Gold has been money for most of recorded human history. Industrial capitalism operated on a global gold standard up until the world wars shredded Europe’s economy. In 1933, President Roosevelt criminalized private gold ownership using an executive order, and the U.S. government forced citizens to sell their gold at a below-market valuation. This gold was melted down into bricks and shipped to Fort Knox where KPMG says it still sits to this day.

The Bretton Woods Agreement was executed in 1944, which pegged the U.S. dollar to gold at $35 per ounce, and installed the dollar as the world’s reserve currency. Under Bretton Woods, all other national currencies were pegged to the dollar, and foreign central banks could exchange dollars for gold at the fixed rate.

The Bretton Woods Agreement required the U.S. government to maintain the dollar-to-gold exchange ratio, but that didn’t happen. The U.S. government instead ramped up the printing presses to power its “Guns and Butter” campaigns in the fifties and sixties. Eventually foreign central banks caught on and began to exchange their dollar reserves for gold through the gold window. Gold steadily flowed out of the U.S. Treasury until August 15, 1971 when President Nixon unilaterally closed the gold window and ended the U.S. dollar’s direct convertibility to gold.

This action thrust the entire world onto a fiat monetary standard where all currencies floated in value against one another. The word “fiat” is defined as: an arbitrary order or decree, and the word very literally means “let it be done” in Latin. Fiat money is simply money that comes into existence and derives its value exclusively from government decree.

…click on the above link to read the rest of the article…

The Clock Is Ticking On The U.S. Dollar As World’s Reserve Currency

The Clock Is Ticking On The U.S. Dollar As World’s Reserve Currency

The View From Hubbert’s Peak

In 1971, the American President put an end to a 2,500 year trend; the Wall Street Journal called it “Nixon’s Worst Weekend.” Considering the old boy had some really bad ones, this must have been something special. In August of that year (on Friday the 13th) it was decided that the U.S. would no longer pay out gold for its paper dollars. OPEC Ministers took note, and in September they met, deciding it would be necessary to collect more paper dollars, if possible, since gold was no longer on offer and oil was the only asset they had to sell.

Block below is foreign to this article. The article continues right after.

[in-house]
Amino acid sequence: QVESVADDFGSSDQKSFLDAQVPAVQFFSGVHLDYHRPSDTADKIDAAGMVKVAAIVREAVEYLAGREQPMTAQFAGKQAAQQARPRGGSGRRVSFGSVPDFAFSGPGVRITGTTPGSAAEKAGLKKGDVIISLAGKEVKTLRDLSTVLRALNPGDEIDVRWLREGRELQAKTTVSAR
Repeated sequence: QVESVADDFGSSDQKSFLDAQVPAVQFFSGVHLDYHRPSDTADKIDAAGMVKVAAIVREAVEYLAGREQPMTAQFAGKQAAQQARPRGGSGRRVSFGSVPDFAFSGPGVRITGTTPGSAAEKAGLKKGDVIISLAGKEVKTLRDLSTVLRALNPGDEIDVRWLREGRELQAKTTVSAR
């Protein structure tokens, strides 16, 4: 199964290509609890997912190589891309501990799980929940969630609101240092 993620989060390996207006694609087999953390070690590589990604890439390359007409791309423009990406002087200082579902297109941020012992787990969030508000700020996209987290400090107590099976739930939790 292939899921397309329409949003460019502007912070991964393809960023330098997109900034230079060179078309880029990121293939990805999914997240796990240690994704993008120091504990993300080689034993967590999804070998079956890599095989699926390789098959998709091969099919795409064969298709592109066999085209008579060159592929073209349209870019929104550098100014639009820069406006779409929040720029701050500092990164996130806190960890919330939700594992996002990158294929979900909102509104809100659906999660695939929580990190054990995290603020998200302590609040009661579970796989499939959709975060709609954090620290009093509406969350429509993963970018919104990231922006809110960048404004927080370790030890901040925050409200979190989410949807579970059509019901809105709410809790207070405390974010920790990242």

It would take another two years for those decisions to matter (during the October 1973 embargo in the wake of another Arab-Israeli war). The Oil Embargo marked the end of ‘free’ energy, and kicked off a massive rise in the price of oil because the U.S., the world’s swing producer since Colonel Drake’s Pennsylvania strike in 1859, had finally reached peak production at around 10 million barrels per day in 1970. This moment is the original Hubbert’s Peak, the beginning of decline for the U.S. oil industry, at least until recently. The surge in U.S. production since 2010 has stalled out around 9.5 mb/d and, due to the Saudi decision to give the American tight oil producers ‘a good sweating,’ that rate has begun to fall in the last few months.

It is certainly possible that U.S. production will surpass the 1970 peak, but with low prices it is hard to say when that will be; it is also hard to say how long that will last as tight oil wells have a devilishly high rate of decline. It is worth noting, as Arthur Berman has recently done in his fine article, that even the best producers are losing money now, and lots more are being lost by those who are not the best. Making it up on volume is a dog that does not hunt for $45.

 

…click on the above link to read the rest of the article…

Olduvai IV: Courage
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Olduvai II: Exodus